“Of course I’m a competitive person,” she said. “But more than anything I feel moved by the mission, and I do think it is my responsibility, as well as others, to make sure that all children are getting quality education. My kids have shown that, with determination, with people believing in them, they are able to do it.
Abai emphasized her desire to immerse herself within the community. She always makes sure to live in the same neighborhood as the school she’s serving—she is working not to serve a community in which she is an outsider, but to better a community of which she is a member, she said.
Abai is conscious of involving families in the education system at Success Academy Flatbush, stressing the significant role the school’s Parent Council has played, both in organizing events and facilitating opportunities for students to spend quality time with parents and teachers.
Things that fall within this category of quality time include class cheers, games, awards, and a “Drop Everything and Read Day,” in which students and parents bring blankets and pillows to school and read together for the day. Abai explained that the students’ parents have often been subject to an unequal education system themselves, so it is part of Success Academy’s mission to build trust and to acknowledge that it serves not just the kids, but their whole families.
Recognizing that students from lower-income families are often ignored in the U.S. educational system, Abai said that she is very conscious when choosing staff for Success Academy Flatbush.
“I sort of think of this work of [our staff] is part of a revolution,” she said. “This country is failing so many kids, and everybody seems to turn the other way. I find that people who feel really passionate about that and feel determined to make it better and determined to give our kids exactly what they deserve end up doing really well.”
Abai said that her biggest challenge is learning how to cope with the circumstances that some of the children in the community face. By elementary school, many of her students have experienced homelessness or other hardships beyond what she and most of the staff members have ever dealt with, she said.
In spite of her impact on the community and families within Success Academy Flatbush, Abai reflected on her work with a sense of gratitude rather than triumph.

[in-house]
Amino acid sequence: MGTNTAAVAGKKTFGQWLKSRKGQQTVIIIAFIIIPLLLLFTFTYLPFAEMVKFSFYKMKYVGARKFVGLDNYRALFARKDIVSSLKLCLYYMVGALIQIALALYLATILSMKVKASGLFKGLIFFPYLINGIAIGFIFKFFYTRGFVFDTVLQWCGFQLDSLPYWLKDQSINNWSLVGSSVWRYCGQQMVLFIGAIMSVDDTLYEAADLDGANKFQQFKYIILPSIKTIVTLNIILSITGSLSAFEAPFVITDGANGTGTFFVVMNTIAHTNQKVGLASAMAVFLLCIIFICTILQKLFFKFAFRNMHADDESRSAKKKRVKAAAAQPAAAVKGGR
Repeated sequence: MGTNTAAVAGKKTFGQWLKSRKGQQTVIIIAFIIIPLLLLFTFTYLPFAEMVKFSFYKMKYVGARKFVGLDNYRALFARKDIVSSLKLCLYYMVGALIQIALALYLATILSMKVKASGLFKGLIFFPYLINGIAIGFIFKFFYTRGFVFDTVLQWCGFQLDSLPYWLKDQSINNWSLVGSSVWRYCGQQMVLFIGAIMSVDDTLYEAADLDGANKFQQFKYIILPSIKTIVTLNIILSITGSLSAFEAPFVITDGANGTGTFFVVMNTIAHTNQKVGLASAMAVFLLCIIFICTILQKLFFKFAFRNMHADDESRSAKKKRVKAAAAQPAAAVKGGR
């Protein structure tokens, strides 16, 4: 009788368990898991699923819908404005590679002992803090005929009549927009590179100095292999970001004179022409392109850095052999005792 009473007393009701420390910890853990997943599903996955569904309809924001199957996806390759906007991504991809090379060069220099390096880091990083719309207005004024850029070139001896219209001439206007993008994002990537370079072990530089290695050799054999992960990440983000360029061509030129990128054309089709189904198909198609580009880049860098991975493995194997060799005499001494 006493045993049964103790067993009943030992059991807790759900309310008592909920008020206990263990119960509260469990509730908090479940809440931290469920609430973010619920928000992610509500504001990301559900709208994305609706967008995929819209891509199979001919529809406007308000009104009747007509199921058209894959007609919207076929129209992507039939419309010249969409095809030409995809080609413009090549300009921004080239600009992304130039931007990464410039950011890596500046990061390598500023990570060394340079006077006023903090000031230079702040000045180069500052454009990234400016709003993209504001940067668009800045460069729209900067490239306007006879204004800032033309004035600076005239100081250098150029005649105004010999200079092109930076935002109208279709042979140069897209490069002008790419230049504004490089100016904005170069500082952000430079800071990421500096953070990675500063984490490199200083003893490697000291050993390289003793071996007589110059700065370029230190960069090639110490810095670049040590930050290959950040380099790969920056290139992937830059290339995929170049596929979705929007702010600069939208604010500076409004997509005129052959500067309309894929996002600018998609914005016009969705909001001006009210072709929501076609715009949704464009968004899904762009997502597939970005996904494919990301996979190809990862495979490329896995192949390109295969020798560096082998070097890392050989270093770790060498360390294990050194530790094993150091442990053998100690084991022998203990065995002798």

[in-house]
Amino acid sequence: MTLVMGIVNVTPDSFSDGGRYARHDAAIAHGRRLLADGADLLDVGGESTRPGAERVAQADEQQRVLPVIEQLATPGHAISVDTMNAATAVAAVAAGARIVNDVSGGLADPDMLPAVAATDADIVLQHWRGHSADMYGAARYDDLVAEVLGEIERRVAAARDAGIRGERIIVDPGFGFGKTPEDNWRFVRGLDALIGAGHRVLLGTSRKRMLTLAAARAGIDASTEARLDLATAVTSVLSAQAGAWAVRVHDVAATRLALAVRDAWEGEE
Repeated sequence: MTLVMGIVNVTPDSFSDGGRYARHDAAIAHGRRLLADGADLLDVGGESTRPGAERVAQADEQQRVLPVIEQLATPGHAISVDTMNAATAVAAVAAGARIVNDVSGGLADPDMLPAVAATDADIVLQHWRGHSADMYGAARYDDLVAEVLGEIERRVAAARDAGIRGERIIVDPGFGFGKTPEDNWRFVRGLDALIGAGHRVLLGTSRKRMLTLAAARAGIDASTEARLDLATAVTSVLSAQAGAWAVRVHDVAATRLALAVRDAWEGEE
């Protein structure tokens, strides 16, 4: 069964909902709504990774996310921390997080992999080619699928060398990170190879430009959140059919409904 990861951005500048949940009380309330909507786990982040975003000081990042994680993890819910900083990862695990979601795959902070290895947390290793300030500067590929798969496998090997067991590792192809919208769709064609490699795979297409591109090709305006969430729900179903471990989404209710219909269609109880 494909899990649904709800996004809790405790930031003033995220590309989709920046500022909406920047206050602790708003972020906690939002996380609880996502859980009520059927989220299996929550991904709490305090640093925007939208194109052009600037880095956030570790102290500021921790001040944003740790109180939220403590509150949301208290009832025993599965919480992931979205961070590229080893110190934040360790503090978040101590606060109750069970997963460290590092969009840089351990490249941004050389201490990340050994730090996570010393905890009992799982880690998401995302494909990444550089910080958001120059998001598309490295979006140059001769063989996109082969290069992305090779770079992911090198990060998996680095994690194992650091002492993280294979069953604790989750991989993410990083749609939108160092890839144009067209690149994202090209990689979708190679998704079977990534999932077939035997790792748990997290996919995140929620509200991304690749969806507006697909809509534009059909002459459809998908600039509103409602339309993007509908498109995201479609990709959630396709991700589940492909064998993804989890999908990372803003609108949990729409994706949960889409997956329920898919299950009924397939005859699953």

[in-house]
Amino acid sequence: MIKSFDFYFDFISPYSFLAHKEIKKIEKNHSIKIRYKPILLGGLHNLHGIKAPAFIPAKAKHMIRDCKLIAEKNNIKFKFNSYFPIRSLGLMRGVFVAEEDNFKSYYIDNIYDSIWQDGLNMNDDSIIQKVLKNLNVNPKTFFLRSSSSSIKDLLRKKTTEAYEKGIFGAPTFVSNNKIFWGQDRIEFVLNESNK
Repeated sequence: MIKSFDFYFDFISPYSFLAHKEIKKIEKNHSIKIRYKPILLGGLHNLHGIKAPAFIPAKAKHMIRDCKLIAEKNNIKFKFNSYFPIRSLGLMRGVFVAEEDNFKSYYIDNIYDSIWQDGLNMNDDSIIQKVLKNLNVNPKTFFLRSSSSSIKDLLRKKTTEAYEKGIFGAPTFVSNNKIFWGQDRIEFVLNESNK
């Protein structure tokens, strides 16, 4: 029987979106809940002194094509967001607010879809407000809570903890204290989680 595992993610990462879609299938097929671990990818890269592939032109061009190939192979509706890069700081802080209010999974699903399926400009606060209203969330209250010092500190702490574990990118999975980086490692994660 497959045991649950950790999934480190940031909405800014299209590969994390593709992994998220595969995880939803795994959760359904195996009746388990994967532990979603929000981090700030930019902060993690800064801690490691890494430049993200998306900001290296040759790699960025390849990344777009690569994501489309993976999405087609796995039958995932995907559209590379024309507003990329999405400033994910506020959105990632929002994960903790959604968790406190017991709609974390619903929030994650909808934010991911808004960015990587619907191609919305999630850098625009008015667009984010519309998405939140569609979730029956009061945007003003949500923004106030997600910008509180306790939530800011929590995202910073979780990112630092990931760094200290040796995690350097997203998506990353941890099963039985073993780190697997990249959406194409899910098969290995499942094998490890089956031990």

“Some of the kids live in shelters, some of them don’t have much, and they still come in excited and passionate to learn,” Abai said.
“I think that’s inspiring as an adult. … When you look into the eyes of our kids and see they can’t wait to tell you what book they read over the weekend, they can’t wait to go back to class to learn, they run up to school everyday … you become a better, smarter, more thoughtful person just by working with kids who are so kind and pure and gracious and loving and resilient,” she said.
Looking into the future, Abai said she wants to see continued growth at her school—there is a waiting list of students who hope to be enrolled in Success Academy Flatbush. In contrast to so many surrounding school systems that Abai sees struggling, she is grateful to be a part of something that has continued to grow.
“My kids feel so proud to be at our school,” she said. “The point of our school is that they’ll flourish in Flatbush, and maybe they’ll go away to college, but they’ll come back to Flatbush because this neighborhood is just so special and has so much to give.”
For current students who feel inspired by the mission toward equal education and who want to get involved in the effort, Abai says that the most important step is to try. She described how she didn’t think she was a good teacher at the beginning of her career—but through being reflective and giving and receiving feedback, she has reached the point where she stands now.
“The expectation is that every day we are showing up better than we were the day before because we need to make a positive impact on kids,” she said. “I think [we] come in with a hunger and a passion to do well—and do better every day.”
Photo Courtesy of Wintanna Abai